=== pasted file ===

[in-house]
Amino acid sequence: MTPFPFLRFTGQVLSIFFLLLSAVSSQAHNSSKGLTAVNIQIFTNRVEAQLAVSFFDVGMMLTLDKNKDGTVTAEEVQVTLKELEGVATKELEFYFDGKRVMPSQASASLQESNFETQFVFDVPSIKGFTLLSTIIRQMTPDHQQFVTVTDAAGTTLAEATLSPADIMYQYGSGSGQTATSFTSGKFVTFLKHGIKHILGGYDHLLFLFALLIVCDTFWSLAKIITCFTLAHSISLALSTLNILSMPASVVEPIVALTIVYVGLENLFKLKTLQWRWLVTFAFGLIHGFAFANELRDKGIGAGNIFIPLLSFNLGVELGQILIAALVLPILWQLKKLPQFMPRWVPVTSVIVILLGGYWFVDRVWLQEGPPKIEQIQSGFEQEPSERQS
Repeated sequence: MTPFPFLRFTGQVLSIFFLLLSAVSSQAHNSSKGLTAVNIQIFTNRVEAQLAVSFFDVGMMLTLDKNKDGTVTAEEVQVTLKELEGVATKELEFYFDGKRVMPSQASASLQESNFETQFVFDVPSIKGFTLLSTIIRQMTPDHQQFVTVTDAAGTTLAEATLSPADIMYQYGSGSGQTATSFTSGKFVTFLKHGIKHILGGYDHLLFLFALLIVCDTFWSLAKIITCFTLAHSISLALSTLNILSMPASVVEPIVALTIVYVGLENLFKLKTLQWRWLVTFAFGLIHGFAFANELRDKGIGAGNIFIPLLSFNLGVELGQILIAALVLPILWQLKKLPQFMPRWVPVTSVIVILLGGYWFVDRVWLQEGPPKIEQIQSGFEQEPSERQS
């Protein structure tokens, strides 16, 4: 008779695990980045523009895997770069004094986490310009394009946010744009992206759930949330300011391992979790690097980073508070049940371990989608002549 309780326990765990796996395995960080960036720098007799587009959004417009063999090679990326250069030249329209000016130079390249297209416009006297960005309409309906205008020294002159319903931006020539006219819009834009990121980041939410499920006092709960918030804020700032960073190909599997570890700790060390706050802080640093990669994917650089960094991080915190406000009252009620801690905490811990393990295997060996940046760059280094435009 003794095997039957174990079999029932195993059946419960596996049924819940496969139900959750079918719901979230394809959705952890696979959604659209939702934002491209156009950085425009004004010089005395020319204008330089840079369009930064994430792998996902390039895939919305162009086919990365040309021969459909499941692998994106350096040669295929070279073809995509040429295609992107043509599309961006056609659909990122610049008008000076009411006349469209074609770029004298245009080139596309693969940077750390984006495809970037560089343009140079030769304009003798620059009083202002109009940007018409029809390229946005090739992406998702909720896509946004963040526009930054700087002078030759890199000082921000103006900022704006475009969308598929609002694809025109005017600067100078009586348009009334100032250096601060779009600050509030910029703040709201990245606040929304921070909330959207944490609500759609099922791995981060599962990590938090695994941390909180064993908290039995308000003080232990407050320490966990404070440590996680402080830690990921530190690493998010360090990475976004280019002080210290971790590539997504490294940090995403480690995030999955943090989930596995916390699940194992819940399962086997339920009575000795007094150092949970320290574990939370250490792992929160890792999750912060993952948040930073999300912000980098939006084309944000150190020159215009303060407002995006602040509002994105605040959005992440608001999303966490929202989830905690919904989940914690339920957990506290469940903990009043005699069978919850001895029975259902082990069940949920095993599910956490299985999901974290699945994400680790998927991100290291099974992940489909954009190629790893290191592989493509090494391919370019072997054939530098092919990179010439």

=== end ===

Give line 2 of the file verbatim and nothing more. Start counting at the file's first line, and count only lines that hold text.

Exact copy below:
Amino acid sequence: MTPFPFLRFTGQVLSIFFLLLSAVSSQAHNSSKGLTAVNIQIFTNRVEAQLAVSFFDVGMMLTLDKNKDGTVTAEEVQVTLKELEGVATKELEFYFDGKRVMPSQASASLQESNFETQFVFDVPSIKGFTLLSTIIRQMTPDHQQFVTVTDAAGTTLAEATLSPADIMYQYGSGSGQTATSFTSGKFVTFLKHGIKHILGGYDHLLFLFALLIVCDTFWSLAKIITCFTLAHSISLALSTLNILSMPASVVEPIVALTIVYVGLENLFKLKTLQWRWLVTFAFGLIHGFAFANELRDKGIGAGNIFIPLLSFNLGVELGQILIAALVLPILWQLKKLPQFMPRWVPVTSVIVILLGGYWFVDRVWLQEGPPKIEQIQSGFEQEPSERQS